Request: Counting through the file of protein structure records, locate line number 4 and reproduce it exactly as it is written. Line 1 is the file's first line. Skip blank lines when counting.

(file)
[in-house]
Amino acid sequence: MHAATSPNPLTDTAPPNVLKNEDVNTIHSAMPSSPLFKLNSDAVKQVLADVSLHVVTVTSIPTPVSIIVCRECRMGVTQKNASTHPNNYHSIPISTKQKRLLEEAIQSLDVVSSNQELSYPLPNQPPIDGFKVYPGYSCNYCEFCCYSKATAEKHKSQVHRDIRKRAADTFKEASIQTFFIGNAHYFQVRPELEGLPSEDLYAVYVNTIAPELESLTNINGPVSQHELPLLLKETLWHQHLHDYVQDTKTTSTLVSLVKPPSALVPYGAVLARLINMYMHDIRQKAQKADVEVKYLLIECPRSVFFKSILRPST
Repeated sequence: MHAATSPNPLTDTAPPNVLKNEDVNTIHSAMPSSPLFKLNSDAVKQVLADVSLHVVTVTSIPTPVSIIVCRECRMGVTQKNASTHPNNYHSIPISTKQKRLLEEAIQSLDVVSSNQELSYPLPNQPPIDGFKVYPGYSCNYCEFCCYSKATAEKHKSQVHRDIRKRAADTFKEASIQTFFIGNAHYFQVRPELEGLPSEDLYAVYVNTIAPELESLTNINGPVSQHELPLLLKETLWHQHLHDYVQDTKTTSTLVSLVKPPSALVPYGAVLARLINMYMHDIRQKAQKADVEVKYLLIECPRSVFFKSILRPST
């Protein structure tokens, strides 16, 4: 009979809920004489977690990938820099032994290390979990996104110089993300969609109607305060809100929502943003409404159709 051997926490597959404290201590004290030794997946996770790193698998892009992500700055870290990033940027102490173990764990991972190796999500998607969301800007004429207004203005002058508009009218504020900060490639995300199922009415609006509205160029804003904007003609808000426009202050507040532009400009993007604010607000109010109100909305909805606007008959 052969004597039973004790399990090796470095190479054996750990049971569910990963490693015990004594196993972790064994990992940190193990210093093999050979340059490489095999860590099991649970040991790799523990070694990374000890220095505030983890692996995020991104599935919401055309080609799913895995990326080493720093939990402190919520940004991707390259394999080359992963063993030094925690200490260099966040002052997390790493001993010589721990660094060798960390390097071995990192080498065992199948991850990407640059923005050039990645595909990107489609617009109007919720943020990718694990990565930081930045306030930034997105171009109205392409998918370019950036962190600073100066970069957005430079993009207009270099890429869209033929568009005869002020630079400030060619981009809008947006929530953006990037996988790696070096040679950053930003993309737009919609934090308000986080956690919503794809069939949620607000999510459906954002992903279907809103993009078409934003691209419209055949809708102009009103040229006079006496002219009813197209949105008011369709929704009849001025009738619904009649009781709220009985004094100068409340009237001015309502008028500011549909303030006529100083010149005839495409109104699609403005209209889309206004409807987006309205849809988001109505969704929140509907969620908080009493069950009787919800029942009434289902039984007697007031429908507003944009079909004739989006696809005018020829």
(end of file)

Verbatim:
């Protein structure tokens, strides 16, 4: 009979809920004489977690990938820099032994290390979990996104110089993300969609109607305060809100929502943003409404159709 051997926490597959404290201590004290030794997946996770790193698998892009992500700055870290990033940027102490173990764990991972190796999500998607969301800007004429207004203005002058508009009218504020900060490639995300199922009415609006509205160029804003904007003609808000426009202050507040532009400009993007604010607000109010109100909305909805606007008959 052969004597039973004790399990090796470095190479054996750990049971569910990963490693015990004594196993972790064994990992940190193990210093093999050979340059490489095999860590099991649970040991790799523990070694990374000890220095505030983890692996995020991104599935919401055309080609799913895995990326080493720093939990402190919520940004991707390259394999080359992963063993030094925690200490260099966040002052997390790493001993010589721990660094060798960390390097071995990192080498065992199948991850990407640059923005050039990645595909990107489609617009109007919720943020990718694990990565930081930045306030930034997105171009109205392409998918370019950036962190600073100066970069957005430079993009207009270099890429869209033929568009005869002020630079400030060619981009809008947006929530953006990037996988790696070096040679950053930003993309737009919609934090308000986080956690919503794809069939949620607000999510459906954002992903279907809103993009078409934003691209419209055949809708102009009103040229006079006496002219009813197209949105008011369709929704009849001025009738619904009649009781709220009985004094100068409340009237001015309502008028500011549909303030006529100083010149005839495409109104699609403005209209889309206004409807987006309205849809988001109505969704929140509907969620908080009493069950009787919800029942009434289902039984007697007031429908507003944009079909004739989006696809005018020829």